Monday, November 9, 2009

Your World In Review: Roadkill, Little Delinquents, Super Junk Food

Not Your Average Roadkill:
Driving comes with risks, and one of those risks is the possibility that you may have a run in with some of the other wildlife we share this earth with. Most accept the possibility that you may hit a deer, or antelope, or raccoon on your way home. But how about an elephant? That is exactly what happened to one Oklahoma couple driving home from church last Wednesday night. While driving down a rural highway, their SUV collided with an elephant that had escaped from the family fun circus at the Garfield County fairgrounds. Thankfully, the couple was not injured seriously. The 29 year old elephant suffered a broken tusk and an injured leg.

Little Delinquents
"I'm sure we've got many other devious kids in the district who are trying to figure out -how to duct tape a spoon and fork to their switchblades right now." -David Resler, vice president of the Christina Board of Education, in defense of zero-tolerance policies, speaking after a 6-year-old was suspended for bringing a multi-purpose utensil that including a knife, fork, and spoon to Downes Elementary in Newark, Delaware. Quoted In USA Today, 11-2~09, p. 3A.

See its statements like that which make school officials seem stupid. Seriously, you can't tell the difference between a 6-year-olds show N' Tell and a switchblade with a spoon duct-taped to it? And if you're really this lousy at determining intent among children, who put you in charge, anyway?

Super Junk-Food
Kellogg's is receiving flak for advertising on its Cocoa Krispies box that the sugary cereal "Now helps support your child's IMMUNITY." Kellogg’s claims that because it increased the vitamins A, C and E in their cereal from 10% to 25% of daily value, and since these vitamins help support the immune system, that their claim of Cocoa Krispies as an immune bolstering food is correct. Critics aren't so impressed. "This one belongs in the hall of fame," Kelley Brownell, director of Yale University's Rudd Center for Food Policy and Obesity told USA Today. (11-2-09, p. 3A) "By their logic, you can spray vitamins on a pile of leaves, and it will boost immunity." This comes as the FDA is cracking down on what it considers misleading labels on cereal and other food products.

Sewage in the Water Supply
In Iowa, raw sewage is being dumped into streams that provide drinking water for up to 500,000 residents, The Des Moines Register reported. ( In some stretches, the waterways carry almost nothing but sewage, and paddlers and fishers report seeing human waist. One in every five of the state's 1,910 city and commercial plants discharged more pollution than permits allowed over the last 5 years, and $3.5 billion will be needed from Iowa communities over the next 20 years to bring sewer systems up to Clean Water Act standards.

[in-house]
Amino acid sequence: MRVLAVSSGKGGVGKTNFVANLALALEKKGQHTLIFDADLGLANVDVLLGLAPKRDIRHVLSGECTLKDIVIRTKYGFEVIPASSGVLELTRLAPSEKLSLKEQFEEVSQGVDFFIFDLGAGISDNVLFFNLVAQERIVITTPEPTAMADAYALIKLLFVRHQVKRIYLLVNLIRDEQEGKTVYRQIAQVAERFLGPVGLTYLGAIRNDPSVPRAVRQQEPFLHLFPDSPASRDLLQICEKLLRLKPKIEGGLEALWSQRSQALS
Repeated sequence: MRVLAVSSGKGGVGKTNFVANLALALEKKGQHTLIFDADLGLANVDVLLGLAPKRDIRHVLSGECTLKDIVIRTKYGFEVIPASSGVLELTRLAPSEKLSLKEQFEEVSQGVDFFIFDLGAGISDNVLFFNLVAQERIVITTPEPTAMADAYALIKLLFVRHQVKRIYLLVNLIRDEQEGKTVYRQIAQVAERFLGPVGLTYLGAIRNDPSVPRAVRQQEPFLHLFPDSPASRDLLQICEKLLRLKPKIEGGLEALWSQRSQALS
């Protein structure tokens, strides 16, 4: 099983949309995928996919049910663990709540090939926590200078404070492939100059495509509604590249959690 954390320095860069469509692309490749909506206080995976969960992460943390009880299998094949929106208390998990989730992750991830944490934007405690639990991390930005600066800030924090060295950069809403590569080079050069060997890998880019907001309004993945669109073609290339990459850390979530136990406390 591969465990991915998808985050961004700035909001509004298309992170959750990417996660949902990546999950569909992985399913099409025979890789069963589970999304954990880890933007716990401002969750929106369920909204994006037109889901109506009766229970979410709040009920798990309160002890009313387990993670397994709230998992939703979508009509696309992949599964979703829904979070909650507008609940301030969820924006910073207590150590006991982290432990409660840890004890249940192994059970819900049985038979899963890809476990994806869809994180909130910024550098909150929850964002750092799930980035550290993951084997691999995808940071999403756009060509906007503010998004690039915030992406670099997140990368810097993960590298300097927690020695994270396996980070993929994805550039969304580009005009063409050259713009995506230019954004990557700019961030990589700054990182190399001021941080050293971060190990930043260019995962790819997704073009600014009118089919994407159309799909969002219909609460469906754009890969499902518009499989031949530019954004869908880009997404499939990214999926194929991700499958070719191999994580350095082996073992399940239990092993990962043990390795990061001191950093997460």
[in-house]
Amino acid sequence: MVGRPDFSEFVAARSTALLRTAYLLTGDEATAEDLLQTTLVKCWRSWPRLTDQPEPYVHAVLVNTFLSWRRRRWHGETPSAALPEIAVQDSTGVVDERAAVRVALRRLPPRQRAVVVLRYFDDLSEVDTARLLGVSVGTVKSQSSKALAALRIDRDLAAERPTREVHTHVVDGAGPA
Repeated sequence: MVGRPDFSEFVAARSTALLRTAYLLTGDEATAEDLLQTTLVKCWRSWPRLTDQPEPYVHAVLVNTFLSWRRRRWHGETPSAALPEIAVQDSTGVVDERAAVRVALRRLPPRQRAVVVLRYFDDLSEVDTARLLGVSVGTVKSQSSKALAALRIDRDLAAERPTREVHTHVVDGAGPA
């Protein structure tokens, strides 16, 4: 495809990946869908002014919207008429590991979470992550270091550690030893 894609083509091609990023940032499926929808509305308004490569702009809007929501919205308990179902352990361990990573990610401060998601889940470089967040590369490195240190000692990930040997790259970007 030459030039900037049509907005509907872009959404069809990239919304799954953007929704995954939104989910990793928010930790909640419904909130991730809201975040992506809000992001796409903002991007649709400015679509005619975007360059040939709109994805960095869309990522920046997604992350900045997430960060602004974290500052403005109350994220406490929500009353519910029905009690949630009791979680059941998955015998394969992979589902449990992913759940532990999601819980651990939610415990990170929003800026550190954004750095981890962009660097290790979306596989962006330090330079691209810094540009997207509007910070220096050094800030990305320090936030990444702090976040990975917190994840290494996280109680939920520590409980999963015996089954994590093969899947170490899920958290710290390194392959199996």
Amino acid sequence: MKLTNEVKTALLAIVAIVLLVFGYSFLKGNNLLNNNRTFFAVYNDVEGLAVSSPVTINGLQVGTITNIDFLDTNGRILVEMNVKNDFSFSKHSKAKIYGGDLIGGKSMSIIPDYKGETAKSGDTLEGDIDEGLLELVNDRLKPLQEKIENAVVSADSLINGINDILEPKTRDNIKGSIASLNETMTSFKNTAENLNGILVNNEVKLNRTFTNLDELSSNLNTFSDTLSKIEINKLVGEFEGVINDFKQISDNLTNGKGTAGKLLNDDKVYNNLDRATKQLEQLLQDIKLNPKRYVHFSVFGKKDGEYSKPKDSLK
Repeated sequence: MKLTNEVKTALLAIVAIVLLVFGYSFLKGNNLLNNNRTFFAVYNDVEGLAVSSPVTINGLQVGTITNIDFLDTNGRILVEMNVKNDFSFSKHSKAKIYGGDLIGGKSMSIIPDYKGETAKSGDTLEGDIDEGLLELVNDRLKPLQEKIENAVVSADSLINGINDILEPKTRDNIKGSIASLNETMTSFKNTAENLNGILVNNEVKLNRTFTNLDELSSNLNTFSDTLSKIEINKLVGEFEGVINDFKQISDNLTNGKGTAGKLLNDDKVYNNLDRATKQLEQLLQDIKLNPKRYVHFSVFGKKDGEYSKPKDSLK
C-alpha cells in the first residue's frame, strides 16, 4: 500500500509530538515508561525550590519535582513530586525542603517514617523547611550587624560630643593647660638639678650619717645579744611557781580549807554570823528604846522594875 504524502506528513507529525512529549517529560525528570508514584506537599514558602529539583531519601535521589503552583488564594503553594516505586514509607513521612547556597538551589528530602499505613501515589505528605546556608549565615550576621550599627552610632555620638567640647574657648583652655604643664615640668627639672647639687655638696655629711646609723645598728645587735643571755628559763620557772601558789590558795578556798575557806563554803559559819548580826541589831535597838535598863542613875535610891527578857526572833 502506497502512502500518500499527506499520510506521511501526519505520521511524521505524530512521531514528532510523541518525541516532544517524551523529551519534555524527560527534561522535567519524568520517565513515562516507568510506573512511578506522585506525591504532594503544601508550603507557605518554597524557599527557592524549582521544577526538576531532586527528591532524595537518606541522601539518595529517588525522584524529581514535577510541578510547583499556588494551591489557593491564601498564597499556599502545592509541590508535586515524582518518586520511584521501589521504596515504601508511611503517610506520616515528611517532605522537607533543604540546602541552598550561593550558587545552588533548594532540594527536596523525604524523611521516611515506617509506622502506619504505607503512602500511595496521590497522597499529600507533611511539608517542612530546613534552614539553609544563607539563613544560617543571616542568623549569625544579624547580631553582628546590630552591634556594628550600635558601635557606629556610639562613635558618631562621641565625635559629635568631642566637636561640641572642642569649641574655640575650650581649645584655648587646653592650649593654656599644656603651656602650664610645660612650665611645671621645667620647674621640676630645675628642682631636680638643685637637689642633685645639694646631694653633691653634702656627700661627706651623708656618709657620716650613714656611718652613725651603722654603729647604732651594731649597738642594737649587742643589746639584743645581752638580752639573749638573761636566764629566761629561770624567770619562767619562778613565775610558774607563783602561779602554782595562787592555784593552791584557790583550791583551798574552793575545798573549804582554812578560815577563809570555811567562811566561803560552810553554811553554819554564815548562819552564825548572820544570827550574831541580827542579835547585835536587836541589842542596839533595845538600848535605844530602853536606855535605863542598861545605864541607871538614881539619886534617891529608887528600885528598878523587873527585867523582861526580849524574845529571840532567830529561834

Busing low SES kids
USA Today reported that more than 60 school systems now use Socioeconomic Status (SES) as a factor in assignments, busing certain low income students to different schools. Since low income children tend to have more learning problems and do better amongst middle-class students, schools see it as a way to spread the burden.

Bear Thievery
The Journal of Mammaology reported that black bears at Yosemite National Park have begun to discern which cars have the goodies. They found that bears seem to have taken a special liking to breaking into minivans, which seem to get ravaged by bears more than any other type of car. Can't blame the bears. If I were after juice boxes and snacks, I'd probably head for the minivan too.

Vitamin D Deficiency
A new study in the journal Pediatrics estimated that around 6.4 million children, or 1 in 5 U.S. kids ages 1 to 11, are vitamin D deficient. Minorities are especially at risk...the survey suggested that nearly 90% of black children and 80% of Hispanic kids this age could be deficient. Learn more about this problem in our article: Vitamin D Deficiency in Children.

Child Poverty
"When I was 8-years-old, my dad went bankrupt and lost his business. I remember entering our apartment, and all the furniture was gone, our two cars were sold, there was no air-conditioning. Our whole life changed. My parents took me to the park where all the orphans sniffed glue to deal with the tragedies of their own lives. That made such an impression." -Singer Shakira, who grew up in Columbia, speaking about why she got involved in combating child poverty. It might also go to show that as bad as things may seem too many struggling families amidst this economy, there is almost always someone in a worse situation.

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